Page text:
Directed differentiation of human embryonic stem cells toward placode-derived spiral ganglion-like sensory neurons

Akihiro J. Matsuoka*, Zachery D. Morrissey, Chaoying Zhang, Kazuaki Homma, Abdelhak Belmadani, Charles A. Miller, Duncan M. Chadly, Shun Kobayashi, Alexandra N. Edelbrock, Miho Tanaka-Matakatsu, Donna S. Whitlon, Ljuba Lyass, Tammy L. McGuire, Samuel I. Stupp, John A. Kessler

*Corresponding author for this work

Research output: Contribution to journalArticlepeer-review

42 Scopus citations


The ability to generate spiral ganglion neurons (SGNs) from stem cells is a necessary prerequisite for development of cell-replacement therapies for sensorineural hearing loss. We present a protocol that directs human embryonic stem cells (hESCs) toward a purified population of otic neuronal progenitors (ONPs) and SGN-like cells. Between 82% and 95% of these cells express SGN molecular markers, they preferentially extend neurites to the cochlear nucleus rather than nonauditory nuclei, and they generate action potentials. The protocol follows an in vitro stepwise recapitulation of developmental events inherent to normal differentiation of hESCs into SGNs, resulting in efficient sequential generation of nonneuronal ectoderm, preplacodal ectoderm, early prosensory ONPs, late ONPs, and cells with cellular and molecular characteristics of human SGNs. We thus describe the sequential signaling pathways that generate the early and later lineage species in the human SGN lineage, thereby better describing key developmental processes. The results indicate that our protocol generates cells that closely replicate the phenotypic characteristics of human SGNs, advancing the process of guiding hESCs to states serving inner-ear cell-replacement therapies and possible next-generation hybrid auditory prostheses.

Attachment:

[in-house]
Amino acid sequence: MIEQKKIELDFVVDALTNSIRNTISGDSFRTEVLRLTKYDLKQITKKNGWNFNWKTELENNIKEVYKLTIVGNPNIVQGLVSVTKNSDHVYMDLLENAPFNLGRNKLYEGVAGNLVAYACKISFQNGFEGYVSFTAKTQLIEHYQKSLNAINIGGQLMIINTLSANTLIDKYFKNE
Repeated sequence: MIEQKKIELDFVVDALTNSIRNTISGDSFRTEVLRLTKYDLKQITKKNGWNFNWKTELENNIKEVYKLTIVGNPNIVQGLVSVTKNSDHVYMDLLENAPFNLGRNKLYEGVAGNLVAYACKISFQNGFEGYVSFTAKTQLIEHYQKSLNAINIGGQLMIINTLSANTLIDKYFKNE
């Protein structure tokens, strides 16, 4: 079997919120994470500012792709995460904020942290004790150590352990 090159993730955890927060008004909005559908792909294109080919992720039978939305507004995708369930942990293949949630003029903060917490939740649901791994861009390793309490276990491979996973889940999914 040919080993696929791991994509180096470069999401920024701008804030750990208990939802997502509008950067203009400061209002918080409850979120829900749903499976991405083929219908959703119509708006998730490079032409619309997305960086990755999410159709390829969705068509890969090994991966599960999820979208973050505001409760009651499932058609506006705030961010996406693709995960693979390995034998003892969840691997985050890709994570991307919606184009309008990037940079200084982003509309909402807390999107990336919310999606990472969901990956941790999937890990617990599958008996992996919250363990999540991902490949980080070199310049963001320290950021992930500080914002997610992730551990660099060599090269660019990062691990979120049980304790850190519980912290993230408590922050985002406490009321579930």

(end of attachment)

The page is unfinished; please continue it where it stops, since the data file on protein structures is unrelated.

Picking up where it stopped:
Original languageEnglish (US)
Pages (from-to)923-936
Number of pages14
JournalStem Cells Translational Medicine
Issue number3
StatePublished - Mar 2017


  • Cellular therapy
  • Embryonic stem cells
  • Neural differentiation
  • Neural induction
  • Progenitor cells
  • Stem cell
  • Transplantation

ASJC Scopus subject areas

  • Developmental Biology
  • Cell Biology


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